Gordon Brown Apologizes to Alan Turing

In response to the petitions mentioned recently, the UK government has issued an apology. The statement in full, as published on the 10 Downing St website:

Alan Turing2009 has been a year of deep reflection – a chance for Britain, as a nation, to commemorate the profound debts we owe to those who came before. A unique combination of anniversaries and events have stirred in us that sense of pride and gratitude which characterise the British experience. Earlier this year I stood with Presidents Sarkozy and Obama to honour the service and the sacrifice of the heroes who stormed the beaches of Normandy 65 years ago. And just last week, we marked the 70 years which have passed since the British government declared its willingness to take up arms against Fascism and declared the outbreak of World War Two. So I am both pleased and proud that, thanks to a coalition of computer scientists, historians and LGBT activists, we have this year a chance to mark and celebrate another contribution to Britain’s fight against the darkness of dictatorship; that of code-breaker Alan Turing.

Turing was a quite brilliant mathematician, most famous for his work on breaking the German Enigma codes. It is no exaggeration to say that, without his outstanding contribution, the history of World War Two could well have been very different. He truly was one of those individuals we can point to whose unique contribution helped to turn the tide of war. The debt of gratitude he is owed makes it all the more horrifying, therefore, that he was treated so inhumanely. In 1952, he was convicted of ‘gross indecency’ – in effect, tried for being gay. His sentence – and he was faced with the miserable choice of this or prison – was chemical castration by a series of injections of female hormones. He took his own life just two years later.

Thousands of people have come together to demand justice for Alan Turing and recognition of the appalling way he was treated. While Turing was dealt with under the law of the time and we can’t put the clock back, his treatment was of course utterly unfair and I am pleased to have the chance to say how deeply sorry I and we all are for what happened to him. Alan and the many thousands of other gay men who were convicted as he was convicted under homophobic laws were treated terribly. Over the years millions more lived in fear of conviction.

I am proud that those days are gone and that in the last 12 years this government has done so much to make life fairer and more equal for our LGBT community. This recognition of Alan’s status as one of Britain’s most famous victims of homophobia is another step towards equality and long overdue.

But even more than that, Alan deserves recognition for his contribution to humankind. For those of us born after 1945, into a Europe which is united, democratic and at peace, it is hard to imagine that our continent was once the theatre of mankind’s darkest hour. It is difficult to believe that in living memory, people could become so consumed by hate – by anti-Semitism, by homophobia, by xenophobia and other murderous prejudices – that the gas chambers and crematoria became a piece of the European landscape as surely as the galleries and universities and concert halls which had marked out the European civilisation for hundreds of years. It is thanks to men and women who were totally committed to fighting fascism, people like Alan Turing, that the horrors of the Holocaust and of total war are part of Europe’s history and not Europe’s present.

So on behalf of the British government, and all those who live freely thanks to Alan’s work I am very proud to say: we’re sorry, you deserved so much better.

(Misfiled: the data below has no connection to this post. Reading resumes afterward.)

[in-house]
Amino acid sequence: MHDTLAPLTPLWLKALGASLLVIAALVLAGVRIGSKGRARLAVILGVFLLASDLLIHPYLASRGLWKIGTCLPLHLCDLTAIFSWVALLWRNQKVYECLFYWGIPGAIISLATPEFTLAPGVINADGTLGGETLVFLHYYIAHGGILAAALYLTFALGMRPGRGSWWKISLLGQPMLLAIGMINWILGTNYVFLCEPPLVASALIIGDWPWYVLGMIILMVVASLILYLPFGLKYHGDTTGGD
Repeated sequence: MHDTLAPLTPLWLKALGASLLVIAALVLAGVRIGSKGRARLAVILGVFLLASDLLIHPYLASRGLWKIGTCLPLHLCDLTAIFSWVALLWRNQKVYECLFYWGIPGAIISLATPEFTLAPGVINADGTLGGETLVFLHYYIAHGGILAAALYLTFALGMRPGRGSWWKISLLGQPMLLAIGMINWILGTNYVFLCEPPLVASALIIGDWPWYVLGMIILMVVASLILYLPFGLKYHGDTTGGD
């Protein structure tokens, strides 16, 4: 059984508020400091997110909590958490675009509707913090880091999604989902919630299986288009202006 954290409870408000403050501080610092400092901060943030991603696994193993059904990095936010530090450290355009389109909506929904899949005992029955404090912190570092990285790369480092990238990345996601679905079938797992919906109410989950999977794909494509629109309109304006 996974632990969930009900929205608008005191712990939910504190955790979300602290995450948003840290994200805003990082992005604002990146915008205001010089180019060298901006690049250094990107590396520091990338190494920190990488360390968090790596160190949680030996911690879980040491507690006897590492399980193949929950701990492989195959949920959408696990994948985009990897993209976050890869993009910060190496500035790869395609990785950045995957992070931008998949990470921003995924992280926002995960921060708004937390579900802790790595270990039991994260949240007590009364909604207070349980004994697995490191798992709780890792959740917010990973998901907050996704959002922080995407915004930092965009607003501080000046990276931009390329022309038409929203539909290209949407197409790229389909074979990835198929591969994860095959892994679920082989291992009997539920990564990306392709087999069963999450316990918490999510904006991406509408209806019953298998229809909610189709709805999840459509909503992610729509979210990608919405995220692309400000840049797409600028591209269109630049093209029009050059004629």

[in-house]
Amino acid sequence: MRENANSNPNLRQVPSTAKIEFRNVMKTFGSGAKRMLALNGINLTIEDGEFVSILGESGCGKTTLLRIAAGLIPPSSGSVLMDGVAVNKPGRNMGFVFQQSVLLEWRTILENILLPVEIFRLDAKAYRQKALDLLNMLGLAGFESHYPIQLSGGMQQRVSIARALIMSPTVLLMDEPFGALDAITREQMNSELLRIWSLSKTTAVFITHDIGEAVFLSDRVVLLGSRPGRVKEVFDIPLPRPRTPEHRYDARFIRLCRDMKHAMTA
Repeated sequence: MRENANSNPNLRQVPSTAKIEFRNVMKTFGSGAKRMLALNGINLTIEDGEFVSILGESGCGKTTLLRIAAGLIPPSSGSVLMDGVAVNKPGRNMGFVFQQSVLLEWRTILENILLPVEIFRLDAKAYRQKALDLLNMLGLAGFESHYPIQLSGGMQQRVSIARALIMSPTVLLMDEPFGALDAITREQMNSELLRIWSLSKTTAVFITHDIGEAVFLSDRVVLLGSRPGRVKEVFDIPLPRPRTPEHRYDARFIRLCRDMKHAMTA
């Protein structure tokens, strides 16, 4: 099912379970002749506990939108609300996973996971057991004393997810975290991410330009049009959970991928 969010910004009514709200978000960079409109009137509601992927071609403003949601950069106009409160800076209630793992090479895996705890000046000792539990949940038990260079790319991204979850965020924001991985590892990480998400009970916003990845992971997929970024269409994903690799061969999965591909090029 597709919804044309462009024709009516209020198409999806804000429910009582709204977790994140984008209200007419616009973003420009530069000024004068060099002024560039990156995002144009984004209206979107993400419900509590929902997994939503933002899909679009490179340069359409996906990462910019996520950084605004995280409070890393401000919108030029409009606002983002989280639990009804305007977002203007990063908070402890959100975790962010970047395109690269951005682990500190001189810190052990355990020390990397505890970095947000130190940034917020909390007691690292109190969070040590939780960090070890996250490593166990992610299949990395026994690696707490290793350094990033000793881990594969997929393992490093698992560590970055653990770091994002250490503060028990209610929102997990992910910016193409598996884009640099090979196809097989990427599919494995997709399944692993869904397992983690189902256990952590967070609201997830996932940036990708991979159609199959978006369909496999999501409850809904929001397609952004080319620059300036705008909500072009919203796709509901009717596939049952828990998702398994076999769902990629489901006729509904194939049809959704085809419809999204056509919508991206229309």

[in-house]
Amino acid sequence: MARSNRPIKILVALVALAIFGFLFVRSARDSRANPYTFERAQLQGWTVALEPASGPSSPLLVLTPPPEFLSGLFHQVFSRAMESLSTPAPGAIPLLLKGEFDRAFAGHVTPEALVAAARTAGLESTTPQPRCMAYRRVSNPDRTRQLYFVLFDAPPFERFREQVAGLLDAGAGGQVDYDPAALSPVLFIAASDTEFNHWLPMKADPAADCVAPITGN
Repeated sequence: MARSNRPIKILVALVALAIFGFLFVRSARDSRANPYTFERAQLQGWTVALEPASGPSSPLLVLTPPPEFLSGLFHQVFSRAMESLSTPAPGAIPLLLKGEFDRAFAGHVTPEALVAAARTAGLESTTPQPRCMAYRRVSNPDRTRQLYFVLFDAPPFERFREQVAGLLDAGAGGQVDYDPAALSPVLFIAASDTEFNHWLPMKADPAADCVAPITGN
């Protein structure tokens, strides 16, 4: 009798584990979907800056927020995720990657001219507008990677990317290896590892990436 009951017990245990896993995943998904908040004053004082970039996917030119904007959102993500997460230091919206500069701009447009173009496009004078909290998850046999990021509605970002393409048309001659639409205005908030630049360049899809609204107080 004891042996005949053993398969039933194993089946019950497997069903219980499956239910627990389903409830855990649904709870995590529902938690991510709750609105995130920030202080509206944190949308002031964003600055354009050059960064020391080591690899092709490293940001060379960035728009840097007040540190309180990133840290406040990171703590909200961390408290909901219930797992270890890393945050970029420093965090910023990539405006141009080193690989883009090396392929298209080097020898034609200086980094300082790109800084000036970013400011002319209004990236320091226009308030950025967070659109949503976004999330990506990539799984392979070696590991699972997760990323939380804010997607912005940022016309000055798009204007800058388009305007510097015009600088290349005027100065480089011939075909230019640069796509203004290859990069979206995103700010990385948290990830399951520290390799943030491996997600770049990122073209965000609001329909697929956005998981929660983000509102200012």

Gordon Brown

Why Study Formal Logic?

Next week it’s back to the classroom for me, and I’m teaching intro logic again. I’ve been thinking a bit about what to do on the first day, especially in the “why you should take this course” department. There’s the obvious reason: it’s required (at least for philosophy and CS majors). So I’m really talking about “why you should want to take this course”. And here, the textbooks usually don’t do such a good job. First there’s the “you’ll learn how to think correctly and identify logical errors” line. The examples there are usually a valid and an invalid syllogism, examples that I suspect anyone with any chance getting a decent grade in the class can already identify as good and bad instances of reasoning. Second, there’s the “important applications in logical circuit design” story. But, honestly, any logic design course can cover the logic they need for combinational circuits in a week. Third, there’s the “taking this course will train your analytic and abstract thinking skills”. Ok, maybe, but that’s not really a good selling point.

So I’m looking for concrete, real-life examples where some of the things that you learn in a formal logic class are useful: examples that are relatively easy to describe, where it’s obvious that these are “really relevant” to whatever discipline they’re taken from, and where you can reasonably claim that you need to be able to deal with a formal language, understand relations and multiple quantification, or use logical methods like formal proofs or model-building techniques to avoid errors or solve a problem.

One of the examples I think I’ll use is SNOMED CT. That’s a health-care terminology database (aka an “ontology”) with over 300,000 concepts organized by over 1,000,000 rules. These rules could be formulated in a fragment of first-order logic (some description logic suffices, I’m not sure which). One example I’ve seen mentioned here is this: In SNOMED CT, an leg amputation is defined as a procedure with method amputation and procedure-site-direct lower limb structure; and a toe amputation as a procedure with method amputation and procedure- site-direct toe structure. Now SNOMED CT also knows that the toe is a part of the lower limb, so that if a procedure happens in the toe, it eo ipso happens in the lower limb. Therefore, a toe amputation is also a leg amputation. But of course you wouldn’t want a surgeon to take off your entire leg if you have a gangrened toe! On the other hand, if you have a pain in your temple, then since the temple is part of the head, you have a headache, and you do want SNOMED to know that. So here you need all kinds of logic: you need a formal language in which to express these concepts and relations, it needs to be expressive enough so that you can express everything you want to express, you need logical methods to tell you a) what follows from SNOMED (queries), b) wether SNOMED is consistent, c) where the errors are and how to remove them. (I learned about SNOMED CT from Frank Wolter’s talk at the Logic Colloquium, “Mathematical logic for life science technologies“.)